26. 26. Washback/Backwash  The term wasback is commonly used in applied linguistics. it is rarely found in dictionaries.  However, the word backwash can be found in certain dictionaries and it is defined as “an effect that is not the direct result of something” by Cambridge Advanced Learner’s Dictionary.  In dealing with principles of language assessment, these two words somehow can be interchangeable.  Washback (Brown, 2004) or Backwash (Heaton, 1990) refers to the influence of testing on teaching and learning.  The influence itself can be positive or negative (Cheng et al. (Eds.), 2008:7-11)
  27. 27. Positive Washback  Positive washback has beneficial influence on teaching and learning. It means teachers and students have a positive attitude toward the examination or test, and work willingly and collaboratively towards its objective (Cheng & Curtis, 2008:10).  A good test should have a good effect.  For example, UN (National Examination) will require students to pay attention to the lessons more attentively, prepare everything dealing with UN more thoroughly, learn the lessons by heart, and so on. UN will also require teachers to teach the lessons harder than before, give their students extra lessons, and give tips and tricks to study effectively and efficiently. To the extent that these activities increase such activity and motivation, the UN can be said it has positive backwash.
  28. 28. Negative Washback  Negative washback does not give any beneficial influence on teaching and learning (Cheng and Curtis, 2008:9).  Tests which have negative washback is considered to have negative influence on teaching and learning.  For example, if the UN affects teachers to give more focus on the UN lessons then they tend to ignore other lessons that do not contribute directly to pass the exam, the UN can be considered having negative washback. Moreover, if the UN threatens the students in facing the exam, the students will feel a lot of anxiety about the exam. They have to pass the UN otherwise they will fail. The consequence surely will affect students in facing the UN. They will fell that they are under pressure. Thus, it will affect the students’ performance. Then, it can be inferred that if the UN has this kind of effect, it has negative washback.
  29. 29.  The quality of washback might be independent of the quality of the test (Fulcher & Davidson, 2007:225).  An ordinary test will have positive washback if it has beneficial effect on students as well the as the teachers.  A standardized test, for instance UN will have negative washback if it does not give beneficial effect on students or teachers.  It seems that there is no way to generalize about washback at the present time. Teaching and learning will be impacted in many different ways depending upon the variables at play at specific contexts. What these variables are, how they are to be weighted, and whether we can discover patterns of interaction that may hold steady across contexts, is a matter for ongoing research (Fulcher & Davidson, 2007:229).  In the meantime, teachers as the test constructor need to consider the probability of the washback of tests which will be constructed and what the future impact on teaching and learning later on.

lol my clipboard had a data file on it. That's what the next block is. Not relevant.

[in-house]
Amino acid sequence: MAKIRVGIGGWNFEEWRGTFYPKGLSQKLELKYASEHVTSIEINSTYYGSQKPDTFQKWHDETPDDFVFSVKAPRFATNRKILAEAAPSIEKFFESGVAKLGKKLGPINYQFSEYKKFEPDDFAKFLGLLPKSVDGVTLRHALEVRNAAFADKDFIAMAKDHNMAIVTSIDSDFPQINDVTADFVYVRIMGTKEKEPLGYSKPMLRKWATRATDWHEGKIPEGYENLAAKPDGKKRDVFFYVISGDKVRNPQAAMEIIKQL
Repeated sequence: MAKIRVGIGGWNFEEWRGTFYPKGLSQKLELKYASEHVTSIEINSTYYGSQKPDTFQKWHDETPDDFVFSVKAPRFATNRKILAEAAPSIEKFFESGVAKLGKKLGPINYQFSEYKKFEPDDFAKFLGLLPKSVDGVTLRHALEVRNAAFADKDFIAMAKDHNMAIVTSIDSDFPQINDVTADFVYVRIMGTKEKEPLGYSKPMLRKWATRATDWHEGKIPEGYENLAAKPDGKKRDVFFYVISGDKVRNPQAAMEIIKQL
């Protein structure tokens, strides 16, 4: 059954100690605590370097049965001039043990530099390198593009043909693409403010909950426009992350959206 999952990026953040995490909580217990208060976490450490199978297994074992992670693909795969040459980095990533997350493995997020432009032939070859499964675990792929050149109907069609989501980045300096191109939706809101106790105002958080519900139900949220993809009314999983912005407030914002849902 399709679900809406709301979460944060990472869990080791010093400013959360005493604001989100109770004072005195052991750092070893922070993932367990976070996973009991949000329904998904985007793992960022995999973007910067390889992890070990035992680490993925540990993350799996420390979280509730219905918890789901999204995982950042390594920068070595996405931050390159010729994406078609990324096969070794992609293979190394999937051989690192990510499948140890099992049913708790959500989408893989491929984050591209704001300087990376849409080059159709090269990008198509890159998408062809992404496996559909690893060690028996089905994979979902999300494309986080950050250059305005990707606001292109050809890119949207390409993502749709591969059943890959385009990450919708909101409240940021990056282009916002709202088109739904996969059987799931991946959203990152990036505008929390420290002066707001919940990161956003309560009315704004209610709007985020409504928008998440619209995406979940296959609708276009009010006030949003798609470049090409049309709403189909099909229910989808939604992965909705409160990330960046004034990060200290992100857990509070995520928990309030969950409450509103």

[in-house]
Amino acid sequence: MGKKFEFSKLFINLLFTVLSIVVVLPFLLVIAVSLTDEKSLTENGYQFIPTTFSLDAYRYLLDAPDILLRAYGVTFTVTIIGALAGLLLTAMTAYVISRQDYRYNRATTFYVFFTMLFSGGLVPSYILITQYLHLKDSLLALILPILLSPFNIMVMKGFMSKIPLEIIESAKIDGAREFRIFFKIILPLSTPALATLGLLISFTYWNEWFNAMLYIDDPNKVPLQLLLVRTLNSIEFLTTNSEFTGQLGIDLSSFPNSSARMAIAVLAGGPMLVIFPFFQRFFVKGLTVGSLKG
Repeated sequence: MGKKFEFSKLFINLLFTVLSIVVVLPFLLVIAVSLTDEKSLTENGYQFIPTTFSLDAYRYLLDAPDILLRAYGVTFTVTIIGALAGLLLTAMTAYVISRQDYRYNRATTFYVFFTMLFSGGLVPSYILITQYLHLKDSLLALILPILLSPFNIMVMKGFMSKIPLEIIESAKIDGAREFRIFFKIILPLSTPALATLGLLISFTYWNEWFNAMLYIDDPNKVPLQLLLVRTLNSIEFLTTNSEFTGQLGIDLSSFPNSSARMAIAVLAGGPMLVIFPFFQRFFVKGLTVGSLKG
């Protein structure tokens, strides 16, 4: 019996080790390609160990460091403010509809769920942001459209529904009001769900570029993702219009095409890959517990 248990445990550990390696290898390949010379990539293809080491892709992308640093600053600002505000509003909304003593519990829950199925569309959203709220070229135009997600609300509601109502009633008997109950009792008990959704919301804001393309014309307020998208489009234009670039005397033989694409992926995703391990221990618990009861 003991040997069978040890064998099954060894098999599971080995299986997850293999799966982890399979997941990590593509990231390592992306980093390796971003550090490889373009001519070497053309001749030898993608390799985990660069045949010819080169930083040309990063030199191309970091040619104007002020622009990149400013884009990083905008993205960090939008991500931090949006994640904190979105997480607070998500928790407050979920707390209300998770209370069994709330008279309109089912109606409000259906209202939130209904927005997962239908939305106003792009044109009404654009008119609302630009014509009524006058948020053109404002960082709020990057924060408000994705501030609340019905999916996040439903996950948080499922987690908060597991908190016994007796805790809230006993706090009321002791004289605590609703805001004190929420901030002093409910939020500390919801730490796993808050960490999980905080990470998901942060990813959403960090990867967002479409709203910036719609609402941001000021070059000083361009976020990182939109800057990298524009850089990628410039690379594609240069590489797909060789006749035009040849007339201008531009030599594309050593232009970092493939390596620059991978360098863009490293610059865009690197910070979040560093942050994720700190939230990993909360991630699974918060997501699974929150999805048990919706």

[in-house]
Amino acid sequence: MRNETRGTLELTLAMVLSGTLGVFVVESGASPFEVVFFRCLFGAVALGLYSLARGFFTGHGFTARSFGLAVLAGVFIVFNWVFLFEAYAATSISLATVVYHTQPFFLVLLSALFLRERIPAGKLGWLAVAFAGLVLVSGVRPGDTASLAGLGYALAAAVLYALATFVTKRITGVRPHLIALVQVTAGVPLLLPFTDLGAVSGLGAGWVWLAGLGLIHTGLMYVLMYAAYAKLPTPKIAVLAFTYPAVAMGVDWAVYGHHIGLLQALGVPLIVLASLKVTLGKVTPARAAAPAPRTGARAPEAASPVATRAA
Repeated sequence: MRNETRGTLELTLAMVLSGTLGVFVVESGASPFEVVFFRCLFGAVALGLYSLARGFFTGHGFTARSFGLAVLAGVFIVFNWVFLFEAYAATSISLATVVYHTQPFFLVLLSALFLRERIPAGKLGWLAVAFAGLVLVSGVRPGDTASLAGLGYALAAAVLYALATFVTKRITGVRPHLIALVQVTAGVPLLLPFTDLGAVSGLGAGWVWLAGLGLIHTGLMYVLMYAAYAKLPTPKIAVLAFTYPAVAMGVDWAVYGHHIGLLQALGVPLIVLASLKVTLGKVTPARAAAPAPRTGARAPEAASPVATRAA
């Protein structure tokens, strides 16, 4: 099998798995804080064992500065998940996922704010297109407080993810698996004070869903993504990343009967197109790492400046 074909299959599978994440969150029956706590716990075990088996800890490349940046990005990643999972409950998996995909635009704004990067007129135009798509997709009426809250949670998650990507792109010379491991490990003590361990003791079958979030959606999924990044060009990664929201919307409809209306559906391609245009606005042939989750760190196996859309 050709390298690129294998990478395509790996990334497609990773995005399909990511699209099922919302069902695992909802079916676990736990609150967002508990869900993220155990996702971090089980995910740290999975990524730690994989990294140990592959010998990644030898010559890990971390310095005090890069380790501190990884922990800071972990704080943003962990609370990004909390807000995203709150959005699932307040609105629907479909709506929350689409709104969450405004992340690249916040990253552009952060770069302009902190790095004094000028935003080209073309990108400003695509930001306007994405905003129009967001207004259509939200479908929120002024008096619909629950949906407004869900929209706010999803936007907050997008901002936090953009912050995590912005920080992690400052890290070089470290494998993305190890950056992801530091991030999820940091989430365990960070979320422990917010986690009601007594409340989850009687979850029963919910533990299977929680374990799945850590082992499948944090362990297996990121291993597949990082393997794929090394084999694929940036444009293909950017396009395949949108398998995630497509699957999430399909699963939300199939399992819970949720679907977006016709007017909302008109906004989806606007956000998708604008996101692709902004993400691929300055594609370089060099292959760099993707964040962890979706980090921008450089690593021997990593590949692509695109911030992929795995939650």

30. 30. Conclusion  A test is good if it contains practicality, good validity, high reliability, authenticity, and positive washback.  The five principles provides guidelines for both constructing and evaluating the tests.  Teachers should apply these five principles in constructing or evaluating tests which will be used in assessment activities.
  31. 31. References: Alderson, J.C., Caroline C., Dianne W. 1995. Language Test Construction and Evaluation. Cambridge: Cambridge University Press Bachman, L.F., and Palmer, A.S. 1996. Language Testing in Practice: Designing and Developing Useful Language Tests. New York: Oxford University Press Brown, H.D. 2004. Language Assessment: Principles and Classroom Practices. New York: Pearson Education Brown, H.D. 2007. Teaching by Principles: An Interactive Approach to Language Pedagogy. New York: Pearson Education Cheng, L., Yoshihori W., and Andy C. (Eds.). 2008. Washback in Languge Testing: Research Contexts and Methods. New Jersey: Lawrence Erlbaum Associates Djiwandono, M.S. 1996. Tes Bahasa dalam Pengajaran. Bandung: ITB Bandung Fulcher, G. and Davidson F. 2007. Language Testing and Achievement: An Advanced Resource Book. New York: Routledge Gronlund, N.E. 1977. Constructing Achievement Tests. New Jersey: Prentice-Hall Inc. Heaton, J.B. 1990. Writing English Language Tests. New York: Longman Hughes, A. 2003. Testing for Language Teachers 2nd Edition. Cambridge: Cambridge University Press